Quote: "Choose and Book is a service that lets you choose your hospital or clinic and book your first appointment. When you and your GP agree that you need an appointment, you can choose which hospital or clinic you go to. You will also be able to choose the date and time of your appointment.
What does Choose and Book mean for me?
As well as giving you a choice of hospital, date and time for your appointment, Choose and Book will also give you the ability to:
• plan and manage around your existing appointments, if you are currently undergoing treatment
• fit your treatment in with your other commitments, at home and at work
• choose appointments that fit with your carer's schedule
• check the status of your referral and to change or cancel your appointments easily over the phone or on the internet.
How does Choose and Book work?
When you and your GP agree that you need an appointment with a specialist, Choose and Book shows your GP which hospitals or clinics are available for your treatment. Your GP discusses with you the clinically appropriate options that are available for treating your medical condition.
If you know where and when you would like to be seen, you may be able to book your appointment before you leave the surgery. You will be given confirmation of the place, date and time of your appointment.
You may want more time to consider your choices. If so, you can take the Appointment Request letter away with you and book your appointment later. Your Appointment Request letter lists your unique booking reference number, your NHS number and a list of hospital or clinic options for you to choose from. Your GP practice will also give you a password with your Appointment Request letter.
You can then decide how you wish to book your appointment; via the telephone, using the national number on the letter or via the internet. Please note that whilst the vast majority of appointments can be booked this way, in some cases you will need to telephone your chosen hospital directly to make your appointment. This is because the hospital computer does not link to Choose and Book. This will change over time as the old hospital computers are replaced with new ones.
Can I book all my appointments through Choose and Book?
When you and your GP agree that you need an appointment with a specialist, you can book your first hospital or clinic appointment using Choose and Book.
The benefits of Choose and Book:
• You can choose any hospital in England funded by the NHS (this includes NHS hospitals and some independent hospitals). More information about hospitals is available on the NHS Choices website.
• You can choose the date and time of your appointment.
• You experience greater convenience and certainty. With Choose and Book, the choice is yours.
• There is less chance that information will get lost in the post because more correspondence takes place through computers."
-If your GP is a non-starter on eye conditions, or who does what where (and whose isn't? if they ever invest in ophthalmoscopes we're all doomed, although they'd be crazy to attempt diagnosis on persistent eye disorders), the GP can be reassured and guided by a letter from a clued-up high street optometrist/optician, or a private ophthalmologist diagnosing the condition and explaining your needs. GP no good, see another one. There are even walk-in GP services now eg in hospitals 'my GP has been very good about my hip but doesn't seem to know what to do about my eyes and it's been x years now... I suppose it's very difficult for them to assess eyes'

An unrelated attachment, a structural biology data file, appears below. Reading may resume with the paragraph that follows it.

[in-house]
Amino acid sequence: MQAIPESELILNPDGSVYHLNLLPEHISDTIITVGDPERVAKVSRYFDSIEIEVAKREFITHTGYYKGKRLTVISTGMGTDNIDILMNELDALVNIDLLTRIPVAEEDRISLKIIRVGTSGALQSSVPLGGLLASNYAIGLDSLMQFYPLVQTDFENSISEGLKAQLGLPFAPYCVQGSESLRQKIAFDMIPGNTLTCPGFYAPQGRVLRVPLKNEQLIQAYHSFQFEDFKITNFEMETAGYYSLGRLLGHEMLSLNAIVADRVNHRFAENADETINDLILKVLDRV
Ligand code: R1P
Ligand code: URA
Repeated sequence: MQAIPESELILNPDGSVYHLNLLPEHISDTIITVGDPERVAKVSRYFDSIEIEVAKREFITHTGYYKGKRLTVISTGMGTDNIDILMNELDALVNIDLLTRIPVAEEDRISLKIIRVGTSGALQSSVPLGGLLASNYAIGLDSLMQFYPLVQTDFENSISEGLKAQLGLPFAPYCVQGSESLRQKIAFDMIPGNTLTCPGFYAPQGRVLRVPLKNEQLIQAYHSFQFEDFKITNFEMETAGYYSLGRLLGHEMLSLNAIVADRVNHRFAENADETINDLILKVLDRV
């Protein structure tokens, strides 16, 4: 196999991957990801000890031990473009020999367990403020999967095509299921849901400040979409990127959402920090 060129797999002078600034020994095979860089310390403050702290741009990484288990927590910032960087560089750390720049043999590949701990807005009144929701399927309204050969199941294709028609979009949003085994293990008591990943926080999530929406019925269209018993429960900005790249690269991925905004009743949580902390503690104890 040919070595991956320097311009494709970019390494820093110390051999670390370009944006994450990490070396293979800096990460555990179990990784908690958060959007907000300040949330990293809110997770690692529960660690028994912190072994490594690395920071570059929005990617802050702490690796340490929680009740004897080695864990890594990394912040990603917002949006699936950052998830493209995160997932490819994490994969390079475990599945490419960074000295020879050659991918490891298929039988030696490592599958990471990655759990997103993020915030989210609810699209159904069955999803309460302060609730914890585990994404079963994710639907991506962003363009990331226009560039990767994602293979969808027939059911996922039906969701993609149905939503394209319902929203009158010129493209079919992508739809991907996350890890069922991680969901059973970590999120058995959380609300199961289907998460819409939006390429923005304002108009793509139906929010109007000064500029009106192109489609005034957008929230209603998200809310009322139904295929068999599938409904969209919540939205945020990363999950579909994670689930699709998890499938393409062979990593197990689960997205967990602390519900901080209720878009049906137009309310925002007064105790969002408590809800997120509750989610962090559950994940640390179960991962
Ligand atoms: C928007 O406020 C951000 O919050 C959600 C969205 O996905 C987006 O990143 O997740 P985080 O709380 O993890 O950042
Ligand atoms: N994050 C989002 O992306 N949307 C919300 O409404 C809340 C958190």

-There is also a (better) referral pathway through high street optometrists/opticians. They are also more likely to know who does what where.
-Some regions have ophthalmology triage services servicing the NHS because GPs are non-starters on eyes.
-Failing that, turn up at a regional Eye Clinic A&E looking awful, asking for referral to the cornea service.
If you can find your way through this, it will be liberating, but I wouldn't be relying on anybody in the system to know what they're doing... IME, avoid out of hours 'services' unless you know the person who's on. Don't hesitate to ask advice from everybody and look out for the subtle hints as well as the direct guidance (which is often wrong or just half the story).
You would also be asking the Appointments Staff what the waiting lists are like, how often the consultant is actually in the clinic, who covers the patient list when they're not there, and where else they work (eg there may be a huge difference in waiting time in a quieter clinic elsewhere, same consultant, same team even). The consultant's secretary is your best friend. So are the appointments staff (you can get a real vibe on working practices).
Shop around online. Get copies of your medical records if possible because they are not electronic yet and they will hide stuff and not share, partly to cover up between the joyous assortment of care 'providers'. Also, the GP will have diagnosis letters you have not seen so it's worth making a GP appointment 'to review my case/medication' 'no decisions about me without me' and asking for your copies 'they never seem to be able to find my notes, and I don't think they must go to my other consultant who I see about my thyroid so it gets very difficult because I don't always know what the eye consultant's said etc'. NB, 'diagnosis' letters will be very illuminating as you learn more about eye conditions here and from the internet.
Also, like Chattabob and Poppy's idea of turning up fresh in a hospital eye clinic, completely without notes or diagnosis 'I've had this 4y and nobody seems to know what it is or how to help'. Also illuminating.